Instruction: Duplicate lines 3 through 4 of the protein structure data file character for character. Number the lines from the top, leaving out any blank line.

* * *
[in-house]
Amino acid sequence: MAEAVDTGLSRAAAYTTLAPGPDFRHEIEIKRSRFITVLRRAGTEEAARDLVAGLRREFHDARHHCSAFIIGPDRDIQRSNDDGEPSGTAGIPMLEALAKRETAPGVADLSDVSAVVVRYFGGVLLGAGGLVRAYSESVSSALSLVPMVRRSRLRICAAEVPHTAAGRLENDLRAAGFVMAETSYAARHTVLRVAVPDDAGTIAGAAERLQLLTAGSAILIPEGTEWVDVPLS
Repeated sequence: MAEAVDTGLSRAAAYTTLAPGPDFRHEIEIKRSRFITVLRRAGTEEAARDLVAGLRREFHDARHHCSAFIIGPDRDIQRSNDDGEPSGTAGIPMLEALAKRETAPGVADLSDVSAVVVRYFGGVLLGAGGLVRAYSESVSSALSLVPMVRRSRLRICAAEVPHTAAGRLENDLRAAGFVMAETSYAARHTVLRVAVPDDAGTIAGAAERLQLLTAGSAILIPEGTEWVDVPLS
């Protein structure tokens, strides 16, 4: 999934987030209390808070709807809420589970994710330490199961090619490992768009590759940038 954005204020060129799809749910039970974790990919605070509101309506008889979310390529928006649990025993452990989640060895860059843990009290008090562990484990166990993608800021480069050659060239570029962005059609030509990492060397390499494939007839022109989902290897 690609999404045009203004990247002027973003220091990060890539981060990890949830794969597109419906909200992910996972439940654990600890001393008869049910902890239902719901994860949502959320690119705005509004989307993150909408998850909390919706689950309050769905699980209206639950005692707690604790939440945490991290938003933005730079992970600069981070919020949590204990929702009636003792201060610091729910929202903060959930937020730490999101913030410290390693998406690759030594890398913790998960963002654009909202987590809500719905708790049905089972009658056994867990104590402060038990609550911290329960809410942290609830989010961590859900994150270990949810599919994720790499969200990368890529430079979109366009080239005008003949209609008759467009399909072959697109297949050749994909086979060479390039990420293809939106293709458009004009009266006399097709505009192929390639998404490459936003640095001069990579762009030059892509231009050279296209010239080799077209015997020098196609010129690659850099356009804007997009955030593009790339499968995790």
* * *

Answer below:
Repeated sequence: MAEAVDTGLSRAAAYTTLAPGPDFRHEIEIKRSRFITVLRRAGTEEAARDLVAGLRREFHDARHHCSAFIIGPDRDIQRSNDDGEPSGTAGIPMLEALAKRETAPGVADLSDVSAVVVRYFGGVLLGAGGLVRAYSESVSSALSLVPMVRRSRLRICAAEVPHTAAGRLENDLRAAGFVMAETSYAARHTVLRVAVPDDAGTIAGAAERLQLLTAGSAILIPEGTEWVDVPLS
């Protein structure tokens, strides 16, 4: 999934987030209390808070709807809420589970994710330490199961090619490992768009590759940038 954005204020060129799809749910039970974790990919605070509101309506008889979310390529928006649990025993452990989640060895860059843990009290008090562990484990166990993608800021480069050659060239570029962005059609030509990492060397390499494939007839022109989902290897 690609999404045009203004990247002027973003220091990060890539981060990890949830794969597109419906909200992910996972439940654990600890001393008869049910902890239902719901994860949502959320690119705005509004989307993150909408998850909390919706689950309050769905699980209206639950005692707690604790939440945490991290938003933005730079992970600069981070919020949590204990929702009636003792201060610091729910929202903060959930937020730490999101913030410290390693998406690759030594890398913790998960963002654009909202987590809500719905708790049905089972009658056994867990104590402060038990609550911290329960809410942290609830989010961590859900994150270990949810599919994720790499969200990368890529430079979109366009080239005008003949209609008759467009399909072959697109297949050749994909086979060479390039990420293809939106293709458009004009009266006399097709505009192929390639998404490459936003640095001069990579762009030059892509231009050279296209010239080799077209015997020098196609010129690659850099356009804007997009955030593009790339499968995790």